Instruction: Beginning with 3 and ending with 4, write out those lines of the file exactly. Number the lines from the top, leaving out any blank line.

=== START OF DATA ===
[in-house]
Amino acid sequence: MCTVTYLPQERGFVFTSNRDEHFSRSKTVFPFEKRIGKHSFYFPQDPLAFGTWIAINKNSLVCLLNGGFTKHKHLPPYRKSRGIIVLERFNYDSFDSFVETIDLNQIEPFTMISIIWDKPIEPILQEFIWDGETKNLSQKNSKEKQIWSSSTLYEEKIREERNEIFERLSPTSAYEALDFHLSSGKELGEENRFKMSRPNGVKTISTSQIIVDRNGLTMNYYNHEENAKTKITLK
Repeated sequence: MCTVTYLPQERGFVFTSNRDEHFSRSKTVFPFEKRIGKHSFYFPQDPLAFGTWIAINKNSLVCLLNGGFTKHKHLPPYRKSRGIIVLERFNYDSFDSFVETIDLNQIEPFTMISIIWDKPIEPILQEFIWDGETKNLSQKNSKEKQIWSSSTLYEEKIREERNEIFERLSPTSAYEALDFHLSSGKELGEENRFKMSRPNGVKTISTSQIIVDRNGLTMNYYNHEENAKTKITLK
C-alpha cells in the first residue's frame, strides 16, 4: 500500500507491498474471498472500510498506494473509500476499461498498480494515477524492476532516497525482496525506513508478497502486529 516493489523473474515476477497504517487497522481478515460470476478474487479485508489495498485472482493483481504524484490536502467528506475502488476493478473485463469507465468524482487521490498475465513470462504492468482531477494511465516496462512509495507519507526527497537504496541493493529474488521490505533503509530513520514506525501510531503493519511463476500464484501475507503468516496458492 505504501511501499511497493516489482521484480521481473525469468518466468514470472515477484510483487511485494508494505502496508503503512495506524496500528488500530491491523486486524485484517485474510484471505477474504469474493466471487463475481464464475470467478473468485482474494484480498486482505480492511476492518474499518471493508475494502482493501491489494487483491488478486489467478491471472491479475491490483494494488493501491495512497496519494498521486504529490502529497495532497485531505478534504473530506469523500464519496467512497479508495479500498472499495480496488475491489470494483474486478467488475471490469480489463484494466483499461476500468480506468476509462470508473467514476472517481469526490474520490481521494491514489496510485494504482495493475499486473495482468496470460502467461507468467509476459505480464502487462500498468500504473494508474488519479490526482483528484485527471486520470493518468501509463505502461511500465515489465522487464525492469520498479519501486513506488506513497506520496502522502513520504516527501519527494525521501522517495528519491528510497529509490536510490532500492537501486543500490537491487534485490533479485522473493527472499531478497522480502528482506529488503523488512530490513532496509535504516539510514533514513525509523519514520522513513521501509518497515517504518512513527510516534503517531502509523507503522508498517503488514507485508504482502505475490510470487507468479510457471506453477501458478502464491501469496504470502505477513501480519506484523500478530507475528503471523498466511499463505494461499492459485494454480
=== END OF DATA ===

Repeated sequence: MCTVTYLPQERGFVFTSNRDEHFSRSKTVFPFEKRIGKHSFYFPQDPLAFGTWIAINKNSLVCLLNGGFTKHKHLPPYRKSRGIIVLERFNYDSFDSFVETIDLNQIEPFTMISIIWDKPIEPILQEFIWDGETKNLSQKNSKEKQIWSSSTLYEEKIREERNEIFERLSPTSAYEALDFHLSSGKELGEENRFKMSRPNGVKTISTSQIIVDRNGLTMNYYNHEENAKTKITLK
C-alpha cells in the first residue's frame, strides 16, 4: 500500500507491498474471498472500510498506494473509500476499461498498480494515477524492476532516497525482496525506513508478497502486529 516493489523473474515476477497504517487497522481478515460470476478474487479485508489495498485472482493483481504524484490536502467528506475502488476493478473485463469507465468524482487521490498475465513470462504492468482531477494511465516496462512509495507519507526527497537504496541493493529474488521490505533503509530513520514506525501510531503493519511463476500464484501475507503468516496458492 505504501511501499511497493516489482521484480521481473525469468518466468514470472515477484510483487511485494508494505502496508503503512495506524496500528488500530491491523486486524485484517485474510484471505477474504469474493466471487463475481464464475470467478473468485482474494484480498486482505480492511476492518474499518471493508475494502482493501491489494487483491488478486489467478491471472491479475491490483494494488493501491495512497496519494498521486504529490502529497495532497485531505478534504473530506469523500464519496467512497479508495479500498472499495480496488475491489470494483474486478467488475471490469480489463484494466483499461476500468480506468476509462470508473467514476472517481469526490474520490481521494491514489496510485494504482495493475499486473495482468496470460502467461507468467509476459505480464502487462500498468500504473494508474488519479490526482483528484485527471486520470493518468501509463505502461511500465515489465522487464525492469520498479519501486513506488506513497506520496502522502513520504516527501519527494525521501522517495528519491528510497529509490536510490532500492537501486543500490537491487534485490533479485522473493527472499531478497522480502528482506529488503523488512530490513532496509535504516539510514533514513525509523519514520522513513521501509518497515517504518512513527510516534503517531502509523507503522508498517503488514507485508504482502505475490510470487507468479510457471506453477501458478502464491501469496504470502505477513501480519506484523500478530507475528503471523498466511499463505494461499492459485494454480